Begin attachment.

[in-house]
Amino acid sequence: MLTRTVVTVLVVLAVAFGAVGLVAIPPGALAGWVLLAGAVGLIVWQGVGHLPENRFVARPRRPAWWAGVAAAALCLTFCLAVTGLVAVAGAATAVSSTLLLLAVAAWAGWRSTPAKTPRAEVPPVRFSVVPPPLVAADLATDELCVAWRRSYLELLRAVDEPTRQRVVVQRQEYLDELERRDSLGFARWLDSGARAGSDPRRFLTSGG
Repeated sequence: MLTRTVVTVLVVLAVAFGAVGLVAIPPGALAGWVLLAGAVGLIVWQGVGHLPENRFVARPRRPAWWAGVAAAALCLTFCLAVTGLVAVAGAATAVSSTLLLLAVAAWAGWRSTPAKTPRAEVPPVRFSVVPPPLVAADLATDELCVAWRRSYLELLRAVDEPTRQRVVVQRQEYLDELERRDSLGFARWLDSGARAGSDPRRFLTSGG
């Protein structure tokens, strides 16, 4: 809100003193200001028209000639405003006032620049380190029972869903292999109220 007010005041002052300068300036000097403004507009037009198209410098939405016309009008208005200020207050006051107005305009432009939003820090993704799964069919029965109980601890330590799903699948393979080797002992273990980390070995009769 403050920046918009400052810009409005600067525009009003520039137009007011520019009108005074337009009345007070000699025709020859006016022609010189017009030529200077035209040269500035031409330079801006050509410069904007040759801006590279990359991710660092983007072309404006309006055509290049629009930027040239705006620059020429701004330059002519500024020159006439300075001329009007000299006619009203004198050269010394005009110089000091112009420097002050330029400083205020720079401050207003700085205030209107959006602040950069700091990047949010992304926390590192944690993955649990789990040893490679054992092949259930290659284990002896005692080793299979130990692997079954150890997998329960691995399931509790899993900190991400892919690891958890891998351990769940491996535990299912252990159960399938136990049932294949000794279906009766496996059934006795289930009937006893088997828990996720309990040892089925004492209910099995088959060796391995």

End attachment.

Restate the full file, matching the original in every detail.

[in-house]
Amino acid sequence: MLTRTVVTVLVVLAVAFGAVGLVAIPPGALAGWVLLAGAVGLIVWQGVGHLPENRFVARPRRPAWWAGVAAAALCLTFCLAVTGLVAVAGAATAVSSTLLLLAVAAWAGWRSTPAKTPRAEVPPVRFSVVPPPLVAADLATDELCVAWRRSYLELLRAVDEPTRQRVVVQRQEYLDELERRDSLGFARWLDSGARAGSDPRRFLTSGG
Repeated sequence: MLTRTVVTVLVVLAVAFGAVGLVAIPPGALAGWVLLAGAVGLIVWQGVGHLPENRFVARPRRPAWWAGVAAAALCLTFCLAVTGLVAVAGAATAVSSTLLLLAVAAWAGWRSTPAKTPRAEVPPVRFSVVPPPLVAADLATDELCVAWRRSYLELLRAVDEPTRQRVVVQRQEYLDELERRDSLGFARWLDSGARAGSDPRRFLTSGG
């Protein structure tokens, strides 16, 4: 809100003193200001028209000639405003006032620049380190029972869903292999109220 007010005041002052300068300036000097403004507009037009198209410098939405016309009008208005200020207050006051107005305009432009939003820090993704799964069919029965109980601890330590799903699948393979080797002992273990980390070995009769 403050920046918009400052810009409005600067525009009003520039137009007011520019009108005074337009009345007070000699025709020859006016022609010189017009030529200077035209040269500035031409330079801006050509410069904007040759801006590279990359991710660092983007072309404006309006055509290049629009930027040239705006620059020429701004330059002519500024020159006439300075001329009007000299006619009203004198050269010394005009110089000091112009420097002050330029400083205020720079401050207003700085205030209107959006602040950069700091990047949010992304926390590192944690993955649990789990040893490679054992092949259930290659284990002896005692080793299979130990692997079954150890997998329960691995399931509790899993900190991400892919690891958890891998351990769940491996535990299912252990159960399938136990049932294949000794279906009766496996059934006795289930009937006893088997828990996720309990040892089925004492209910099995088959060796391995």